Price Carnegie Library, Price, Utah. circa 1910s (demolished 1957).
The text below is from a plaque on the wall at the USU Eastern Prehistoric Museum.
“He who dies rich dies disgraced”
Today, the name Andrew Carnegie is synonymous with both American industry and philanthropy. Carnegie was born in 1835 in Dunfermline Scotland, the son of humble textile workers. At age 12 he moved with his family to Pennsylvania. He was a hard worker and avid reader. At 13 he began working at a cotton mill and, through ambition and ingenuity, worked his way up. By age 24, he was Superintendent of the Pennsylvania Railroad Company. Here he gathered connections and business interests, and made key investments, including funding the development of a new, faster, steel manufacturing process that would supply the growing nation. In 1901, the Carnegie Steel Company sold for $492 million dollars (roughly $17.5 billion today).
One of the richest men of his age, Carnegie believed the wealthy should use their riches to promote the welfare and happiness of others. By the end of his life, he had given away 90% of his vast fortune. His efforts included building over 2,500 public libraries (23 in Utah) and establishing and supporting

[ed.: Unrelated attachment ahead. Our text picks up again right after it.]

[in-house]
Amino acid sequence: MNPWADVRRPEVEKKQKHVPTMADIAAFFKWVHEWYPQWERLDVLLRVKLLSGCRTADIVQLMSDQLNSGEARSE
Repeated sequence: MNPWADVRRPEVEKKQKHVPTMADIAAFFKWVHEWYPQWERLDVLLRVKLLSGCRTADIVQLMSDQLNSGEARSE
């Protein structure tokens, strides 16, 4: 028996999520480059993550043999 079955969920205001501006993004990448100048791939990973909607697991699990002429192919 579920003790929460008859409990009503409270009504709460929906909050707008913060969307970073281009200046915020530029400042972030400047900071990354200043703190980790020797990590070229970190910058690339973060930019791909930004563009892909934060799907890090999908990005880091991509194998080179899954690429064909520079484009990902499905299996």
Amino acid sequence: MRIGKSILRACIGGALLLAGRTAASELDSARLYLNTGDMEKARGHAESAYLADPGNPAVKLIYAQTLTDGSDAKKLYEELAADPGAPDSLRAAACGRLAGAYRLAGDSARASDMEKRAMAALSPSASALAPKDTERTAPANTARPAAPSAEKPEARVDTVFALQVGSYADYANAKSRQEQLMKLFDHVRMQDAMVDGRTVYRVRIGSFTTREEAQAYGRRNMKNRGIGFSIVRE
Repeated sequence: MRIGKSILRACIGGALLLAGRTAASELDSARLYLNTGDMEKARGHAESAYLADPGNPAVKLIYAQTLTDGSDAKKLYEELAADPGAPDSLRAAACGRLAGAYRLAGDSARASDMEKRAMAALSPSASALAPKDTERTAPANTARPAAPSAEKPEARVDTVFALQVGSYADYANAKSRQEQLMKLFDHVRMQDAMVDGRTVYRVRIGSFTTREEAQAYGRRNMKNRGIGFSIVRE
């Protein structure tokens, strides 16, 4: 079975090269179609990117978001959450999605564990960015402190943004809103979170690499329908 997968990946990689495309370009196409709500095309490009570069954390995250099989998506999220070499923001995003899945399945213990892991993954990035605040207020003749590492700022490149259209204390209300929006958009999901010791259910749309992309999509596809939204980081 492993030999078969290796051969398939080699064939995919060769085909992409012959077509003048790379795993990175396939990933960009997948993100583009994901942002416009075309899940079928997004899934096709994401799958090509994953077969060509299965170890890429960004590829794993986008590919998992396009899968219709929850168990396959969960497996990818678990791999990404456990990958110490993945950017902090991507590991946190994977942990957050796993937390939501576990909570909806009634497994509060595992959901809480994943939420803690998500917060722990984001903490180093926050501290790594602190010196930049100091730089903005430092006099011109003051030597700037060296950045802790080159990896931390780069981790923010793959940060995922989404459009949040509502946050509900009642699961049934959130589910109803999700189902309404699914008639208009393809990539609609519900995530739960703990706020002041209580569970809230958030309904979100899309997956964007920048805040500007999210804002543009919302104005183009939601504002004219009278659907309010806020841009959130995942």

educational institutions. He was also a pacifist and dedicated activist for world peace. He believed conflicts could be resolved through arbitration and cooperation and dedicated his later life to hasten[ing] the abolition of international war.”
It was this spirit of cooperation that led Carnegie to make a promise to the King of England in 1902 which would propel a 150-million-year-old dinosaur into international celebrity.